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11/06/2017 03:33:06 PM · #1
I started this new thread to talk about the Painterly Scenes challenge. I didnít like like the heavy use of digital filters. This is not intended to offend anyone but I think that the competition went over the boundary of Advanced editing
11/06/2017 03:41:30 PM · #2
Well this thread answered the question if it was legal so I'm guessing you are just asking whether we as a community enjoyed it?
11/06/2017 04:02:20 PM · #3
IMO the point is: did the filters alter some of the images too much? Yes. Of course just my two cents. But it's not a problem, I just wanted to say what I thought about it.
11/06/2017 04:24:41 PM · #4
It's a good discussion, and a useful one. When we wrote the current rules it was our explicit intention to whack out all the gray areas of what's "too much" and leave it up to the voters to make their preferences known.
11/06/2017 04:36:24 PM · #5
I think that something to consider (always) is the intention of the original proponent of the challenge. 21.gif GeorgesBogaert made it pretty clear that he wanted artistic manipulation and he followed through with his brilliant entry.

Message edited by author 2017-11-06 16:38:06.
11/06/2017 05:28:22 PM · #6
Originally posted by Bear_Music:

...leave it up to the voters to make their preferences known.

100% that.
11/06/2017 05:49:10 PM · #7
And now... we have "Inkerly".

I loved my "Painterly"... thought it fit well... and wasn't overly processed for the topic. Yet, it didn't do well.

But, now... Inkerly... what to do with that?!

11/06/2017 06:18:10 PM · #8
I am not a fan of these filters and I have voted accordingly.
11/06/2017 08:25:38 PM · #9
The distribution of the top five finishers is interesting.
1. Subtle effects
2. Extreme effects
3. Moderate effects
4. Very subtle (if any) effects
5. Very strong effects

This tells me there is a fairly even distribution of both tolerance and preference for HEAVY effects and NO effects. Am I misinterpreting? This seems fairly ideal to me.
11/06/2017 08:27:46 PM · #10
Originally posted by Art Roflmao:

The distribution of the top five finishers is interesting.
1. Subtle effects
2. Extreme effects
3. Moderate effects
4. Very subtle (if any) effects
5. Very strong effects

This tells me there is a fairly even distribution of both tolerance and preference for HEAVY effects and NO effects. Am I misinterpreting? This seems fairly ideal to me.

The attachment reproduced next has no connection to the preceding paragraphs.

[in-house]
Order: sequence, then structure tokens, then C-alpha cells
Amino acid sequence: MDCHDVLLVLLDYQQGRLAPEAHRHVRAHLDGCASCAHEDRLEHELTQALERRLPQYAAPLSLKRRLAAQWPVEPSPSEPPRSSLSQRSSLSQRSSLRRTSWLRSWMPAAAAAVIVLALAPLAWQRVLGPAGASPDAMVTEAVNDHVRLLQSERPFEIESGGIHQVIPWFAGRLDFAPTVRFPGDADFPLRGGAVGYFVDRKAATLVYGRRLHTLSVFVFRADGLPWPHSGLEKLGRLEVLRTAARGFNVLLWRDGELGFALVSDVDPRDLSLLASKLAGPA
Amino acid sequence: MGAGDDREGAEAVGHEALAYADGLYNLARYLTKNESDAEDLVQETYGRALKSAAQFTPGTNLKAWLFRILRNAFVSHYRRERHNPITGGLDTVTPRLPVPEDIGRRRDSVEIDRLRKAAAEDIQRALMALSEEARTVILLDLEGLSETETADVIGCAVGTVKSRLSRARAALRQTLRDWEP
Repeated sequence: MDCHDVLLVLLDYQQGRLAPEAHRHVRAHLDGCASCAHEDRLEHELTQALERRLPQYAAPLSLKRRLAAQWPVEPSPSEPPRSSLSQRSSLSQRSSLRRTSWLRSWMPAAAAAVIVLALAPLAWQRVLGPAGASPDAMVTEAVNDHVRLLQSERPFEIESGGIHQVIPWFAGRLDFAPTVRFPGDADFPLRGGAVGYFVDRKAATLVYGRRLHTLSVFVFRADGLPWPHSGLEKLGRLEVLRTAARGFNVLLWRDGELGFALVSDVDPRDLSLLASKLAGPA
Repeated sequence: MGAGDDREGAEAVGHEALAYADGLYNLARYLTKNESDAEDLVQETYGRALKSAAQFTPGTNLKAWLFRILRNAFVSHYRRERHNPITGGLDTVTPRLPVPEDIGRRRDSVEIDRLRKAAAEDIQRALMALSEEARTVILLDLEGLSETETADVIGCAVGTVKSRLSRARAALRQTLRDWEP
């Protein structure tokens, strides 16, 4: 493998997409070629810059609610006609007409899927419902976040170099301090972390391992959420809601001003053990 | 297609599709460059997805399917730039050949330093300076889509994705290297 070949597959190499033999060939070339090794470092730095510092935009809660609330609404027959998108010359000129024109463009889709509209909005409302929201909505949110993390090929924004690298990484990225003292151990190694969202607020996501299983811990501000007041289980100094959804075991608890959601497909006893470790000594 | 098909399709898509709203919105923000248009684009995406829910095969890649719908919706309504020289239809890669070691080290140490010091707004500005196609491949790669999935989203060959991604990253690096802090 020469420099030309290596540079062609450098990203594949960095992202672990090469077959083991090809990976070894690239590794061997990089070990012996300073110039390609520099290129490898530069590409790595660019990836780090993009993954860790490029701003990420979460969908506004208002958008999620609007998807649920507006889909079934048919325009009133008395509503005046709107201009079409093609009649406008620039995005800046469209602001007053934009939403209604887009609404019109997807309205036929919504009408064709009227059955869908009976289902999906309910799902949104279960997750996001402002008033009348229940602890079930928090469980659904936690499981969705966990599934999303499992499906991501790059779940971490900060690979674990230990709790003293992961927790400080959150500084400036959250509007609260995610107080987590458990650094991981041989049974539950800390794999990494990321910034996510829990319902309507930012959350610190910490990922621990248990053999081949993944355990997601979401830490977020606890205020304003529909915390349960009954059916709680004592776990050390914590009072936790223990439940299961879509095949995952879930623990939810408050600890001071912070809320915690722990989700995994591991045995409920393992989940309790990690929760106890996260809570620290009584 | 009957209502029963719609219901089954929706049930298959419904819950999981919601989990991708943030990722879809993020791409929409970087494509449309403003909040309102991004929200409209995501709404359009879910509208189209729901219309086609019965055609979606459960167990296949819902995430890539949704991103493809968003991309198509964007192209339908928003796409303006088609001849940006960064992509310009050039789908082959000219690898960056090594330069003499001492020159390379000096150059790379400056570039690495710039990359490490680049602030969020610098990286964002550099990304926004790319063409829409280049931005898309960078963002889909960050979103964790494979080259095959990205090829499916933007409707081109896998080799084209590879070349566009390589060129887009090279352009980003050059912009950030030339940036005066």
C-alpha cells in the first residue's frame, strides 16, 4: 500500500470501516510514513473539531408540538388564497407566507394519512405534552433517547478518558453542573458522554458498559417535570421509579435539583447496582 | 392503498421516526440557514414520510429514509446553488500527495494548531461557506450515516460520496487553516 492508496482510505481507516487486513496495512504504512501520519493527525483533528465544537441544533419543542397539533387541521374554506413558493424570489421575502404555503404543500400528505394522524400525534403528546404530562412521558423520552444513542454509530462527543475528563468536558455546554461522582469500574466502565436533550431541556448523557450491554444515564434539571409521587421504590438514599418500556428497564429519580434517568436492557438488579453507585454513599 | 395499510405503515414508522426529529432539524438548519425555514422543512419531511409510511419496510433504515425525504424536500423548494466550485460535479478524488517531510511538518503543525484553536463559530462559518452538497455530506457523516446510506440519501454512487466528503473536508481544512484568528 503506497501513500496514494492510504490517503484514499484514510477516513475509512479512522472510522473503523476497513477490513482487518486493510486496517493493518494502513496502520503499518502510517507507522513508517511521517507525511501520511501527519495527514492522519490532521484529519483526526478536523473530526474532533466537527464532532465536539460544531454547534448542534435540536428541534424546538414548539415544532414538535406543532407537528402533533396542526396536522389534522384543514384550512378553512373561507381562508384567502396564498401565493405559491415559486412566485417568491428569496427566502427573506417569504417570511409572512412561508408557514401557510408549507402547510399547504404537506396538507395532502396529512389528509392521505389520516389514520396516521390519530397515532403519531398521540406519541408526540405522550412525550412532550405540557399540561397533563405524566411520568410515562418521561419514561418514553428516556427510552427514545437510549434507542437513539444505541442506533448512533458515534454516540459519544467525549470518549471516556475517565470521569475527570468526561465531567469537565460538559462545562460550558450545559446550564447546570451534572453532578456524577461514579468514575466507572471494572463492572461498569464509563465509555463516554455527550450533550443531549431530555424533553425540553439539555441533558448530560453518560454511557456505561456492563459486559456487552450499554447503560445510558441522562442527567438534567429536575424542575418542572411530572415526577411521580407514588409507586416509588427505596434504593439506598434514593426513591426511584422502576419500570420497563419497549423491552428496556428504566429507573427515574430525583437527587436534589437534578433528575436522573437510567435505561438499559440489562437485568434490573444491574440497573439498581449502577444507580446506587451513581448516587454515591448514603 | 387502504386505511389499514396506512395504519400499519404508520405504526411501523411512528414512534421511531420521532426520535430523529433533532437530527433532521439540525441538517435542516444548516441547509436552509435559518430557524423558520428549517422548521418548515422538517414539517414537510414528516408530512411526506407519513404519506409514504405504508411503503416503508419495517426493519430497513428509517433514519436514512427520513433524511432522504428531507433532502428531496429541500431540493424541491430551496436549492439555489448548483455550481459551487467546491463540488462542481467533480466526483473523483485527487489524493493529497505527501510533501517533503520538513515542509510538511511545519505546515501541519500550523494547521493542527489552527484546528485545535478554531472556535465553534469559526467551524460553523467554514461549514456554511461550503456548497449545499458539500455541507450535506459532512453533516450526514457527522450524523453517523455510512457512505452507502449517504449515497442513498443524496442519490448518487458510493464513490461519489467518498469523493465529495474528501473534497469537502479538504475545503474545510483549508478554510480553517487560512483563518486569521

It IS ideal. Nobody is 100% happy :)
11/06/2017 09:12:54 PM · #11
Originally posted by tanguera:

It IS ideal. Nobody is 100% happy :)

Exactly. An even distribution of unhappiness. That's the goal.
11/07/2017 03:54:55 AM · #12
Personally I enjoyed the challenge. It represents a change to the norm. I agree that it's surprising the level of alteration that can be achieved under 'standard' editing.
In the end the voting decides and as pointed out the results are diverse. I was disappointed with my 14th place.. but perhaps I was heavy handed with the filter and should have backed it off a little.
11/07/2017 12:16:36 PM · #13
For me, I feel like a challenge asks the photographer a question, and I judge the photographer on their answer. In this case, the question is "how is your photo painterly?" If the answer is "because I put a paintbrush filter on it" then.... YAWN

but if the answer is "I used a photo that is transformed by this filter into something that looks like a painting," then that is more interesting and will get a higher vote. I gave Bogart a pretty high vote for this reason.

I'm at least as interested in photos with no filter that were able to simulate painterly qualities. Many painting do not have visible brushstrokes.

Most annoying (and the most banal answer of all) is the canvas texture. Just print your photo on a canvas.
11/07/2017 12:25:42 PM · #14
Originally posted by posthumous:

if the answer is "I used a photo that is transformed by this filter into something that looks like a painting," then that is more interesting ...

This is what I tried to do -- I used a filter which simulates an old photographic technique which I thought gave it an impressionistic(?) feel ...
11/07/2017 03:19:54 PM · #15
I don't want to talk about one picture prettier than another one; in the challenge there were many photos transformed in paintings with good results but the question is: where is the limit to apply the filters in an standard editing? I know is difficult to give a precise answer but in the last challenge (painterly) I didn't apply filters because I was scaried by a possible disqualify. In the next challenge "Inkerly" could I use heavy filters? Which is the borderline to avoid the fall into an expert editing?

OK I know My english is very bad :(
11/07/2017 03:36:41 PM · #16
Originally posted by Sisto:

I didn't apply filters because I was scaried by a possible disqualify. In the next challenge "Inkerly" could I use heavy filters? Which is the borderline to avoid the fall into an expert editing?